A Conversation with Abraham: Exploring the Image of God in the Bible and the Qur’an Part 1
The patriarch Abraham has a special place as a central figure in all three monotheistic religions. Although essentially the "One" God that all monotheistic religions consider as their Lord—the God of Abraham in the Old Testament, Bible, and the Qur'an are arguably very different Gods. In all of the Abrahamic religions, at the most fundamental level, God is 'the maker of heaven and earth'. Despite many other shared elements, the image of God and His characteristics diverge on other points.
As the father of monotheism, Abraham's perception of God in each text serves as an important portal into the image of God. In this part, God's image and characteristics in both the Old Testament and the Qur'an will be compared and contrasted in regards to "seeing" God, His knowledge, His all-hearing quality, and His justice, and how these aspects contribute to an image of Him.
For this paper, I have chosen to focus primarily on the image of God and Abraham in the Old Testament (where the story is located in the Book of Genesis), and various verses from the Qur'an.1 These are the primary texts that concern Abraham. Further, as opposed to considering them in conversation with one another as many traditional Islamic commentaries have done, I would like to consider them juxtaposed to one another in order to highlight the differences that the Bible and the Qur'an portray in their image of God, with a special focus on the stories of their forefather Abraham/Ibrahim.2
I will highlight the differences between these stories with reference to God and how they contribute to an image of Him. This discussion will include the image of God in the stories concerning Abraham, the conversations between God and Abraham, and their relationship. I wanted to avoid the discussion transforming into a biographical sketch of Abraham and have thus chosen instead to focus on his understanding of God (i.e. God's image and characteristics), and then Abraham's relationship with God.
As the primary reason for religion is humanity's relationship with God, it is also pertinent and relevant to focus the discussion on this aspect of Abraham, which is at his very essence, as the forefather of monotheism. In order to avoid confusion, taking inspiration from Sheri Lowin,3 Abraham will refer to Biblical references and Ibrahim will refer to Qur'anic references. God or Allah will always be referred to as God.
Of the many shared stories of the Old Testament and the Qur'an, is the destruction of Lut/Lot's people. Both in Islamic and Christian tradition, Abraham/Ibrahim and Lot/Lut are related to each other. The angels, who have set out to destroy the people of Lot, stop on their way to give the good news of a son to Abraham/Ibrahim and his wife. The laughter of Sarah upon hearing this news is well-known in both Christian and Islamic tradition. The general gist of the story is extremely similar. However, there are key differences with regards to God Himself that can be drawn from looking closer at the narrations of this event.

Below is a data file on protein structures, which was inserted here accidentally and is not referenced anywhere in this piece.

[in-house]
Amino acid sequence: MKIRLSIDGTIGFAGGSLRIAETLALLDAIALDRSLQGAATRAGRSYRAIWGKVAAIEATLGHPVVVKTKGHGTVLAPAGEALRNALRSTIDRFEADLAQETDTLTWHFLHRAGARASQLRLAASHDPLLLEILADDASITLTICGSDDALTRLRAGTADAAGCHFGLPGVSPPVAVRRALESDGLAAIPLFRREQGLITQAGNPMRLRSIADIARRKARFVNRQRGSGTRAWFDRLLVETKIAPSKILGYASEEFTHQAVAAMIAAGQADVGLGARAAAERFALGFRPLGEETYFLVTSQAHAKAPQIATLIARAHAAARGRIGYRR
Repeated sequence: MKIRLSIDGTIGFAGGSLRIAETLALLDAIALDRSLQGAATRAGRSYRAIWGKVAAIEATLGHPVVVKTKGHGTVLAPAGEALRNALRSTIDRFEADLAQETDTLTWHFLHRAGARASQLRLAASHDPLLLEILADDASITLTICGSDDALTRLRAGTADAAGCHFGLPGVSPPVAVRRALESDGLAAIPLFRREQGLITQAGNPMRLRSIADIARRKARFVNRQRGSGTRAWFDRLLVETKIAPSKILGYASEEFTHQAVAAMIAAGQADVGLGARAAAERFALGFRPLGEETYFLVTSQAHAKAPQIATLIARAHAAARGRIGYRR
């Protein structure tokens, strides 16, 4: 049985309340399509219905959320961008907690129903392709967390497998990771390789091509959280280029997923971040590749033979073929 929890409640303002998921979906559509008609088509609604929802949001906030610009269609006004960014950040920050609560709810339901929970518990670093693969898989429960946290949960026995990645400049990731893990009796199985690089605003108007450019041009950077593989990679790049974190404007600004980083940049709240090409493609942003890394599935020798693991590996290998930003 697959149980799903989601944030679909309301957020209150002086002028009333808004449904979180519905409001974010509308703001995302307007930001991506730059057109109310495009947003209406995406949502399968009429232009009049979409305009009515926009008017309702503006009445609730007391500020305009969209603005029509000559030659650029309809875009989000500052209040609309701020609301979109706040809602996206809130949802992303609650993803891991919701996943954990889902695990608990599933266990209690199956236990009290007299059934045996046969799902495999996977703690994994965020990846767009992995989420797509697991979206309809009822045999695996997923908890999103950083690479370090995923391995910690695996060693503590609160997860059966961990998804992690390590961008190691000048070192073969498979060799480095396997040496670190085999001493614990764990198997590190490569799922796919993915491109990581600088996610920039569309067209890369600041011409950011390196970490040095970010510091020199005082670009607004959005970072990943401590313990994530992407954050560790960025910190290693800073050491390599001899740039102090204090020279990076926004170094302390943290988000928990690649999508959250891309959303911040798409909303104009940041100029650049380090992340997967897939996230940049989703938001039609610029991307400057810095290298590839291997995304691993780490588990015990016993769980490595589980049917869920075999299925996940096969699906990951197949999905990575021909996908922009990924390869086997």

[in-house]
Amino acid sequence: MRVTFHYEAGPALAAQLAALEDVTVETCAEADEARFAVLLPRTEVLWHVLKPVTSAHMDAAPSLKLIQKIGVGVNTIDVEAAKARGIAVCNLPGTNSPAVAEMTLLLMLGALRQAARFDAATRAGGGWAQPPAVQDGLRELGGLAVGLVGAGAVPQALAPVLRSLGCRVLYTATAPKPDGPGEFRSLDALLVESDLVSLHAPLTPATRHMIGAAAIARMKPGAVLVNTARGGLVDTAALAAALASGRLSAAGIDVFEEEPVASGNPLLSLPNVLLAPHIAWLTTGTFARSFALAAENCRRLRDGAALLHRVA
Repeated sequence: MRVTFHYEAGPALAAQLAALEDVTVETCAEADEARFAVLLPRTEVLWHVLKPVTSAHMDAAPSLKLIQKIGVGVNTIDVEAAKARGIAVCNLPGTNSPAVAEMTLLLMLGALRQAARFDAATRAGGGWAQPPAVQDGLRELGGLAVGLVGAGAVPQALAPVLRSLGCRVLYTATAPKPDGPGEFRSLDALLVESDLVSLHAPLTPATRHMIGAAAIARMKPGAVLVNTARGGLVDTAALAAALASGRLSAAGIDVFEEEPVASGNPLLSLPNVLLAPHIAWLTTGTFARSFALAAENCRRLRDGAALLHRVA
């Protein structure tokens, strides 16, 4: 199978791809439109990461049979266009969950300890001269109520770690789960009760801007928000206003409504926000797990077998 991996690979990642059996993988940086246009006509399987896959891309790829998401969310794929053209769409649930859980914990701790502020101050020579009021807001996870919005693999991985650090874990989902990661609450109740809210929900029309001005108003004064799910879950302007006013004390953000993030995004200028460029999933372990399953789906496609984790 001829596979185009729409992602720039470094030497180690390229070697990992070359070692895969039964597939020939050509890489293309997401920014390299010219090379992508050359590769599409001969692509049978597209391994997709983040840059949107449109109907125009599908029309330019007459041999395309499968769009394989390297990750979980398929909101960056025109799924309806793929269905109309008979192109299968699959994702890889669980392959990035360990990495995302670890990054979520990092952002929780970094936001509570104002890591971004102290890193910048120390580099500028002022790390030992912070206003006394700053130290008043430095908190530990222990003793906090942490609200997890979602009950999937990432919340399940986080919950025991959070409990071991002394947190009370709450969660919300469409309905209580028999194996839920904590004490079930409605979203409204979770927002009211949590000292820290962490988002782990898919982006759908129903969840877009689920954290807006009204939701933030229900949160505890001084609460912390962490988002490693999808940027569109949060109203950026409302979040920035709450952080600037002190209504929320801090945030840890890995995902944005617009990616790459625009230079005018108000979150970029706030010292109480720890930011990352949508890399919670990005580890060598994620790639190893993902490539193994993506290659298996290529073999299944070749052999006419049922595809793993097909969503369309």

In the Biblical rendition of events, God manifests Himself to Abraham and appears to him on earth:
The Lord appeared to Abraham by the oaks of Mamre, as he sat at the entrance of his tent in the heat of the day. He looked up and saw three men standing near him. When he saw them, he ran from the tent entrance to meet them, and bowed down to the ground. He said, "My lord, if I find favour with you, do not pass by your servant. Let a little water be brought, and wash your feet, and rest yourselves under the tree. Let me bring a little bread, that you may refresh yourselves, and after that you may pass on-since you have come to your servant."4
It is not clear whether God eats, since there are three men accompanying him and Abraham only asks for three "measures" of food to be prepared.5 Later, "when he had finished talking with him, God went up from Abraham."6
Although it cannot be said that these quotes limit God's existence to a body (as it is not clear that God actually ends up eating or washing His feet), it is clear that there is some image or appearance of God that manifests itself to Abraham. If we are to take the story at face-value, this seems to be the case.
Further, other cases exist in the Old Testament where God also descends upon mankind and speaks to men, interacting with them on various levels. In fact, He even comes in a physical form and wrestles with Jacob (known in the Islamic tradition as Ya'qub), the descendent of Abraham. After wrestling with God, Jacob says: "For I have seen God face to face, and yet my life is preserved." God's descent to earth is commonplace in the Bible, and further helps to support the idea that Jesus, as one of the components of the Trinity, came to earth in the form of a human.
Thus, it can be rather strongly determined that the God of Abraham in the Old Testament can be seen and communicated directly with on earth, in a manner that resembles normal human interaction. (It is important to note here that this does not mean the God of the Old Testament is limited to a body, it just means that He appears with a body to mankind with a certain image.)
Juxtaposed to this, the Qur'anic version reads: